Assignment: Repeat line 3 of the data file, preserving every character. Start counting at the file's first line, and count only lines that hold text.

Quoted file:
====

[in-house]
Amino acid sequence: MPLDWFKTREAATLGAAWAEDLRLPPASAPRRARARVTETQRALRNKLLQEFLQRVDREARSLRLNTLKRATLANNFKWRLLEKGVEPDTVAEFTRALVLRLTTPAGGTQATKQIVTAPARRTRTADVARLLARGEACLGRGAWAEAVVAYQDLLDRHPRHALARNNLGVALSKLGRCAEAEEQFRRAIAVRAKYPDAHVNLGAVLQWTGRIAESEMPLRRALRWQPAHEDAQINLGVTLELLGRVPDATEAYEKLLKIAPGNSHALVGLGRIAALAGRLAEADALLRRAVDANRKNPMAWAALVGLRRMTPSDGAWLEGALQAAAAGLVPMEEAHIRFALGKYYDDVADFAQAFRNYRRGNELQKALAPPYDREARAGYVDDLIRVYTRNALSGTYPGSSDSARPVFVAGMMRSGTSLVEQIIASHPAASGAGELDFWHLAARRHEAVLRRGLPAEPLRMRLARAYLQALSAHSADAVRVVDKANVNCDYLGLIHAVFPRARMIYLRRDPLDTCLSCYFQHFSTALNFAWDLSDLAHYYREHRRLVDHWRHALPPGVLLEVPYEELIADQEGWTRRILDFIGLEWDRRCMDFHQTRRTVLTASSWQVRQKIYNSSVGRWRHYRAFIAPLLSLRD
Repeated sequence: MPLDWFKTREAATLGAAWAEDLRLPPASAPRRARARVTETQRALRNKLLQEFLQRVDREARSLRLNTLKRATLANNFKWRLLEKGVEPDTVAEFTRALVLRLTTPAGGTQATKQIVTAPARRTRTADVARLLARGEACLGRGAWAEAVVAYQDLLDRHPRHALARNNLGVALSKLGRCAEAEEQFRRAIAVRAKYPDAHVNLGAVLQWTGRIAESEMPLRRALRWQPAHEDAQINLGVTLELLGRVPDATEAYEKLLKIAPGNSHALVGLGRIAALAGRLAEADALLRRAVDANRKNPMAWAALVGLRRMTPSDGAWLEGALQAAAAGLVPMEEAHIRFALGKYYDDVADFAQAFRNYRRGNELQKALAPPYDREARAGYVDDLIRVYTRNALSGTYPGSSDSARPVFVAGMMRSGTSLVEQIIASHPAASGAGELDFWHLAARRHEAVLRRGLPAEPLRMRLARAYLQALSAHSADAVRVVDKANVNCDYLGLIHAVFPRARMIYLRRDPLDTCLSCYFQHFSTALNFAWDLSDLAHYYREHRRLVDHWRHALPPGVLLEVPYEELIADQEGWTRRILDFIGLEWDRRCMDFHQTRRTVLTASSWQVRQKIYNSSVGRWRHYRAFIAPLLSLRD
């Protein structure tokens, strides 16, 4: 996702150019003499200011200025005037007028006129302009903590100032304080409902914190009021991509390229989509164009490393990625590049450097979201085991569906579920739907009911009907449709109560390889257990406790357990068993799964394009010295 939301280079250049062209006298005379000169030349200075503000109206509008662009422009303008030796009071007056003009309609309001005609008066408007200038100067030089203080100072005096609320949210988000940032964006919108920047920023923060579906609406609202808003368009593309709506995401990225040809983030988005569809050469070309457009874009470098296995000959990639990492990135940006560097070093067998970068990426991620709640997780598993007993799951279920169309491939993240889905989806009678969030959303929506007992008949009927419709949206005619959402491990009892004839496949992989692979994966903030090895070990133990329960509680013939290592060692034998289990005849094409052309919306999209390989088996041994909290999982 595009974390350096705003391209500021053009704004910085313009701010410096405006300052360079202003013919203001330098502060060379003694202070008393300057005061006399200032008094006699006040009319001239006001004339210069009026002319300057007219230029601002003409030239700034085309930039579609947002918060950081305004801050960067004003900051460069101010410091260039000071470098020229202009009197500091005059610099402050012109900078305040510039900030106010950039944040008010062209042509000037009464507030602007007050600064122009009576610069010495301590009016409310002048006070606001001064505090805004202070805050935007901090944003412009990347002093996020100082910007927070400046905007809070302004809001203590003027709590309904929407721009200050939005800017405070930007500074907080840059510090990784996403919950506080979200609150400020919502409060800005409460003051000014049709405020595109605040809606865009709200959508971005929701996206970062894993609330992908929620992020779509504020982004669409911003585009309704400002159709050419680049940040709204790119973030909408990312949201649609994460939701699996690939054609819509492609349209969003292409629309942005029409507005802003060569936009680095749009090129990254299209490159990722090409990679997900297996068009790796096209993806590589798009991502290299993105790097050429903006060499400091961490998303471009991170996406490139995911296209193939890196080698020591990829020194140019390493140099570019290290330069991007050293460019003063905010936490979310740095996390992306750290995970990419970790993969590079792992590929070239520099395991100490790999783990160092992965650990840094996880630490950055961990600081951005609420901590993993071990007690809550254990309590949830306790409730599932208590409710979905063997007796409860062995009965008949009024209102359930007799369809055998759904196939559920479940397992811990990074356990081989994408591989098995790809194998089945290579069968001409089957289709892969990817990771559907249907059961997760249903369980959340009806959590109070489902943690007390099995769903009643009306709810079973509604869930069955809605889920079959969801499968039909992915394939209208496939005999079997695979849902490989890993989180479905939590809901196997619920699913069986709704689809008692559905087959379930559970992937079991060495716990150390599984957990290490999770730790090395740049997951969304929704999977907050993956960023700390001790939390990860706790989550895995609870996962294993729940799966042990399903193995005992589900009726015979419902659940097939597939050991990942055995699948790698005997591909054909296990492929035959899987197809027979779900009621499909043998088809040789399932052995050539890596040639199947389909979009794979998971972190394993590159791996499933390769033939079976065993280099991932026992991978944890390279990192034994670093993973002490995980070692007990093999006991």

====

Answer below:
Repeated sequence: MPLDWFKTREAATLGAAWAEDLRLPPASAPRRARARVTETQRALRNKLLQEFLQRVDREARSLRLNTLKRATLANNFKWRLLEKGVEPDTVAEFTRALVLRLTTPAGGTQATKQIVTAPARRTRTADVARLLARGEACLGRGAWAEAVVAYQDLLDRHPRHALARNNLGVALSKLGRCAEAEEQFRRAIAVRAKYPDAHVNLGAVLQWTGRIAESEMPLRRALRWQPAHEDAQINLGVTLELLGRVPDATEAYEKLLKIAPGNSHALVGLGRIAALAGRLAEADALLRRAVDANRKNPMAWAALVGLRRMTPSDGAWLEGALQAAAAGLVPMEEAHIRFALGKYYDDVADFAQAFRNYRRGNELQKALAPPYDREARAGYVDDLIRVYTRNALSGTYPGSSDSARPVFVAGMMRSGTSLVEQIIASHPAASGAGELDFWHLAARRHEAVLRRGLPAEPLRMRLARAYLQALSAHSADAVRVVDKANVNCDYLGLIHAVFPRARMIYLRRDPLDTCLSCYFQHFSTALNFAWDLSDLAHYYREHRRLVDHWRHALPPGVLLEVPYEELIADQEGWTRRILDFIGLEWDRRCMDFHQTRRTVLTASSWQVRQKIYNSSVGRWRHYRAFIAPLLSLRD